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Topics: Opinion

Are Your Portfolios Noisy?

60% of all return dispersion is just noise

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What, you may ask, are “noisy” portfolios? They’re portfolios with unintended differences in returns relative to each other or compared to a model or a benchmark. We’re not talking about return differences that result from active bets. We’re not talking about return deviations arising from tax management or attention to costs. And we’re not talking about drift from security restrictions, ESG constraints, customized asset allocations, customized product choices, or any other form of customization. No, we’re talking about the drift that has no deliberate cause. It serves no purpose. It’s just noise.

And it’s not good. In electronics, “noise” refers to random fluctuations in a signal. It’s the same basic idea with portfolios. There’s a signal out there. You work hard to research securities and design asset allocations with favorable risk and return characteristics. Ideally, all of your portfolios are on an “efficient frontier” of expected return and risk (meaning there’s no alternate portfolio you know of with higher expected returns with the same risk, or lower risk with the same expected returns). When your portfolios drift, the best case scenario is that they’re just moving up or down the efficient frontier — still optimal, but with the wrong level of return and risk. Much more likely is that they’re just inefficient—riskier than they need to be, with no compensatory increase in expected returns.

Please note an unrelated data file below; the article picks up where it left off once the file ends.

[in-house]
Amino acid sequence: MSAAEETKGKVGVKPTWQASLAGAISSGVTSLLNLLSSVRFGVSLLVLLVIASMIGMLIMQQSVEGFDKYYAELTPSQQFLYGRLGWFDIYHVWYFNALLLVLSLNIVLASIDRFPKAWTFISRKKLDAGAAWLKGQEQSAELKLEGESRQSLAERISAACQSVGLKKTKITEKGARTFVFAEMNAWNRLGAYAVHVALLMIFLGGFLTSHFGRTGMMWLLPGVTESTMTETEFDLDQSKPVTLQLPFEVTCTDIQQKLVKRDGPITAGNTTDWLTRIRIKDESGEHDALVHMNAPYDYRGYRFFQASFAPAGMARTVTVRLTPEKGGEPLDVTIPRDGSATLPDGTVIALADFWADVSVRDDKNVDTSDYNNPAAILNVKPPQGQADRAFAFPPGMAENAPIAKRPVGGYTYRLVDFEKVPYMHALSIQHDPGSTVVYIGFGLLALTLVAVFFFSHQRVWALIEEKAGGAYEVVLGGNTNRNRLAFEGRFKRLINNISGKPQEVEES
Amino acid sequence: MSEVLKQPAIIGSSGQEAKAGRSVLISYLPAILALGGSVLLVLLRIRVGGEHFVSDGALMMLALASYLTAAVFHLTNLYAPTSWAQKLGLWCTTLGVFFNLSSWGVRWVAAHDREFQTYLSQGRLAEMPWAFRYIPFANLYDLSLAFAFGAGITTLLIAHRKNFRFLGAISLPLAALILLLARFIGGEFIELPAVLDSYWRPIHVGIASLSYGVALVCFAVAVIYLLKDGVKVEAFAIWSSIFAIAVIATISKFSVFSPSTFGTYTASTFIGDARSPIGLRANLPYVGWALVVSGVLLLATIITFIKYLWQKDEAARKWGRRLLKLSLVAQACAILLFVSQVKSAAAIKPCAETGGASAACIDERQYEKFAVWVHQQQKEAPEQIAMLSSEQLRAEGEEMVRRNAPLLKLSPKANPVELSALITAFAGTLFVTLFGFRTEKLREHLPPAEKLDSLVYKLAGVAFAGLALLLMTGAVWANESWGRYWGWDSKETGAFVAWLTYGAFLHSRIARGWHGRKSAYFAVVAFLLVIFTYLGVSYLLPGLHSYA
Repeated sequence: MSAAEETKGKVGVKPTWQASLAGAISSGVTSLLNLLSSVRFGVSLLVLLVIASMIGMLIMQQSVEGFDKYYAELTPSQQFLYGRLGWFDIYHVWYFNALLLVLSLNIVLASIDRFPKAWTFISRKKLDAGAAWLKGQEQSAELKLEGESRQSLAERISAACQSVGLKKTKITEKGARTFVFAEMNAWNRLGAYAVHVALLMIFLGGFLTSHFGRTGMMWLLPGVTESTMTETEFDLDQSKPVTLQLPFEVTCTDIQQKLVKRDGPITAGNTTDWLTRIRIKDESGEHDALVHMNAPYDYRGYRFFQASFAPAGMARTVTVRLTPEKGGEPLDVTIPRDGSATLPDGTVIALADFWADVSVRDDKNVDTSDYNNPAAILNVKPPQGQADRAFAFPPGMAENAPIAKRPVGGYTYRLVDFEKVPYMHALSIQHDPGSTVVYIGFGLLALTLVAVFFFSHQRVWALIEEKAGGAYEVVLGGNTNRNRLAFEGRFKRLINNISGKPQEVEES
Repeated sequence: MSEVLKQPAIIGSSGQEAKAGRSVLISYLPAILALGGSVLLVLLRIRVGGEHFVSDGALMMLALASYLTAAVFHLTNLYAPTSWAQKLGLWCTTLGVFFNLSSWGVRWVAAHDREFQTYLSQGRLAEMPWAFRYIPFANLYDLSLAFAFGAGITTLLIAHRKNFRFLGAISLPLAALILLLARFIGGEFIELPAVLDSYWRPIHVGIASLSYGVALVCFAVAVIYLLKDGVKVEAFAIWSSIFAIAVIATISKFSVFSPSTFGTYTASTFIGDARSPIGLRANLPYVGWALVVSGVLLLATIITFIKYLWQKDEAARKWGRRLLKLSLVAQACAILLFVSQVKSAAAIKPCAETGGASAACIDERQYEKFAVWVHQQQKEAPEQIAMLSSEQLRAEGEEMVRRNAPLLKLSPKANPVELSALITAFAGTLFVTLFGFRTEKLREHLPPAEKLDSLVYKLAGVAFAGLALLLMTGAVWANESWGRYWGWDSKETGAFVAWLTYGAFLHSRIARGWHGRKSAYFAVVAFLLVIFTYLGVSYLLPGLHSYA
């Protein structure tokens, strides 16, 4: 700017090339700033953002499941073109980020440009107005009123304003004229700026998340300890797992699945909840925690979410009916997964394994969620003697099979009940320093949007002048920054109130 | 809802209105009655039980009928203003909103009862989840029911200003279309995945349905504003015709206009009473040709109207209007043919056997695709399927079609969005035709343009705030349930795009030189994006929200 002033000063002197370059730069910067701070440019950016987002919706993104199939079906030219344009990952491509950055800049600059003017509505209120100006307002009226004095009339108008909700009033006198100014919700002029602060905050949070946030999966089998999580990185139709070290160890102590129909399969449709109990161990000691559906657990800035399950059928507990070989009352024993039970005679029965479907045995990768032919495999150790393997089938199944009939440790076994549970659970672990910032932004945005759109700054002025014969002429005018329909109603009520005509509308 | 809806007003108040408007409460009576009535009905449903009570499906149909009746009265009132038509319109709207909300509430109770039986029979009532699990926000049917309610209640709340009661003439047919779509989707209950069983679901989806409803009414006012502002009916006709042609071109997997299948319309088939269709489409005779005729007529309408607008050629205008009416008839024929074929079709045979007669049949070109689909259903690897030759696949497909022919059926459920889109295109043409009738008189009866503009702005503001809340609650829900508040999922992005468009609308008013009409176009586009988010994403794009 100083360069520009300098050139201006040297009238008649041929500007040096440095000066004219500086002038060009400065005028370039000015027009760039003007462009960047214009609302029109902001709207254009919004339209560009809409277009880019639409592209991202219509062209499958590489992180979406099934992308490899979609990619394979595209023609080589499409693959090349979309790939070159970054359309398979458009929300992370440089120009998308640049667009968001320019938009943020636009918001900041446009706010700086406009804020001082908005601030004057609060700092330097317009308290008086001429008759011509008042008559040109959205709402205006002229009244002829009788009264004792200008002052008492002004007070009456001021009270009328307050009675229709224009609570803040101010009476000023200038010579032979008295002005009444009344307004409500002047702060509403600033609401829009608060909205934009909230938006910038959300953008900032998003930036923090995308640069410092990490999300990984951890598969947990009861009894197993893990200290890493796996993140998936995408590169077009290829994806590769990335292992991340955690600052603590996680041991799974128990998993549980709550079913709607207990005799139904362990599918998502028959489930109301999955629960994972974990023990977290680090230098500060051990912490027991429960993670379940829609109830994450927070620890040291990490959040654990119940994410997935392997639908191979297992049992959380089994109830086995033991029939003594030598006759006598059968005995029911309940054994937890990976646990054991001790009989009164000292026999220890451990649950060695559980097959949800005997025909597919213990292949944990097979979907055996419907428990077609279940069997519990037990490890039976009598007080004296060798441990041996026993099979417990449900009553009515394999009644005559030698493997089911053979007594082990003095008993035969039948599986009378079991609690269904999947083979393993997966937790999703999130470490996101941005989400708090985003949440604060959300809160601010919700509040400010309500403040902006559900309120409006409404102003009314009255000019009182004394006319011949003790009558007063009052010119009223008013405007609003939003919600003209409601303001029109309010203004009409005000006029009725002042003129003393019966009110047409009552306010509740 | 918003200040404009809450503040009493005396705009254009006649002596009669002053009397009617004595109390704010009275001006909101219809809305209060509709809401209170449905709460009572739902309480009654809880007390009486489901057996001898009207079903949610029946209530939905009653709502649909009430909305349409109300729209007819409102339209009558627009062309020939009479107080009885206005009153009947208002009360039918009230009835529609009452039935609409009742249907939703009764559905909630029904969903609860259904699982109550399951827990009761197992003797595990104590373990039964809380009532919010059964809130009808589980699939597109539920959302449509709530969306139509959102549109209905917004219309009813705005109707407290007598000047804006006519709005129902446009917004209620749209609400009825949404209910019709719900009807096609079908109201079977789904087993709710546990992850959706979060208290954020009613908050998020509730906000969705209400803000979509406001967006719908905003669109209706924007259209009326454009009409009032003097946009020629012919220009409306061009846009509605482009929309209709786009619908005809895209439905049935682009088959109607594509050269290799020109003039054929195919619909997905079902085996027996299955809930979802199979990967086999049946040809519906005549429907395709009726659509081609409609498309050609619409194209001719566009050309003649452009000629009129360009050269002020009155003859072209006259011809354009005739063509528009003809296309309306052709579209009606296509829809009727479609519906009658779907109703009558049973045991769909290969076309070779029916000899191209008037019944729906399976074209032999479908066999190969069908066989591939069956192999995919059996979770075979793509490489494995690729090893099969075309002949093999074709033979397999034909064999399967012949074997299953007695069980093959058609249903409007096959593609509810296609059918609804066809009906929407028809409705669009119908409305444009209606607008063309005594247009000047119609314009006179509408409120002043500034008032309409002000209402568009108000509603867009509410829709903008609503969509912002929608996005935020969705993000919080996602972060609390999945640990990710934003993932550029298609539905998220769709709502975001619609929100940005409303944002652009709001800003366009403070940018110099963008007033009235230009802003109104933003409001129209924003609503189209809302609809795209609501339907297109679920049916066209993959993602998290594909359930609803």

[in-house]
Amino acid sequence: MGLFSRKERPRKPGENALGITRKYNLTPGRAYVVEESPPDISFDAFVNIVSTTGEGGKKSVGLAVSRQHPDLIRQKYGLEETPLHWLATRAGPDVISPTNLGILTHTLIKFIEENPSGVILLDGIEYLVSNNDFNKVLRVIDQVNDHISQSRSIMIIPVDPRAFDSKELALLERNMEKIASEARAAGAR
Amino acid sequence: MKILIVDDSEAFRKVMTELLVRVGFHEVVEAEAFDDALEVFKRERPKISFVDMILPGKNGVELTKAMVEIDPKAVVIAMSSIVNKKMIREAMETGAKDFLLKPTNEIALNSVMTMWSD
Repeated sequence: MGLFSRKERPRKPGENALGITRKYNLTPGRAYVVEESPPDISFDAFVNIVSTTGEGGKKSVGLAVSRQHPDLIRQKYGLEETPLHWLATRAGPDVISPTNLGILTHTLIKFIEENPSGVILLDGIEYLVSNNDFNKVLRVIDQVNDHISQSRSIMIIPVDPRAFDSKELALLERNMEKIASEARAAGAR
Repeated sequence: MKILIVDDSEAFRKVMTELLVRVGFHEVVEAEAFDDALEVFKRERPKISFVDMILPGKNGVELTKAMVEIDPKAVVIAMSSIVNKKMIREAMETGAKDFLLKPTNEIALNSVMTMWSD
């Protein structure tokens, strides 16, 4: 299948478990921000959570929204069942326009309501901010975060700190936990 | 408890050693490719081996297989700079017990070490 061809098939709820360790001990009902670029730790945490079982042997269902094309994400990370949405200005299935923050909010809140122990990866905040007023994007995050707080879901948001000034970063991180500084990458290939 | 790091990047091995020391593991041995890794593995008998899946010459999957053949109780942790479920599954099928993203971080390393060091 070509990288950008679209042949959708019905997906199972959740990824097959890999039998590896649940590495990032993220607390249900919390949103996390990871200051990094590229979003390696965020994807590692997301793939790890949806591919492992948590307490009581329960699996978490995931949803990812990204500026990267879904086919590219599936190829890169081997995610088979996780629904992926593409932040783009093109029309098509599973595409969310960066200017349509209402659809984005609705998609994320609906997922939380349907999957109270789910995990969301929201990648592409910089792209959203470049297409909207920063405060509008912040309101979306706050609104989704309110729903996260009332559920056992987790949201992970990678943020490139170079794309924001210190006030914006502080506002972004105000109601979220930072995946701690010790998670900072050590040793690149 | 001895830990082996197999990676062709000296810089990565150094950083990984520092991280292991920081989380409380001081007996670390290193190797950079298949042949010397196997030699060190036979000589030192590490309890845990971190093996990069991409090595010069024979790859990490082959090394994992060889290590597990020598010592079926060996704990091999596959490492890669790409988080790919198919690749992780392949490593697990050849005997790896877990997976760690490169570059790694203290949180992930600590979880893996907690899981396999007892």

So noise hurts your clients. And there’s a lot of noise out there.  We estimate that more than 60% of the difference in return between portfolios and their targets is just noise. We know this because when we implement our system to increase rebalancing efficiency, return dispersion collapses by more than 60%, while the level of tax efficiency and (intentional) customization goes up. That is, client portfolios simultaneously become more consistent in their returns and more customized. And this points to the source of portfolio noise. Wealth managers are simply not rebalancing efficiently and effectively.

Whether you’re on a phone call, listening to music  or managing a portfolio  nobody likes noise. The difference is that noisy phone calls are a nuisance; noisy portfolios are harmful to your clients' financial health.  

Topics: Opinion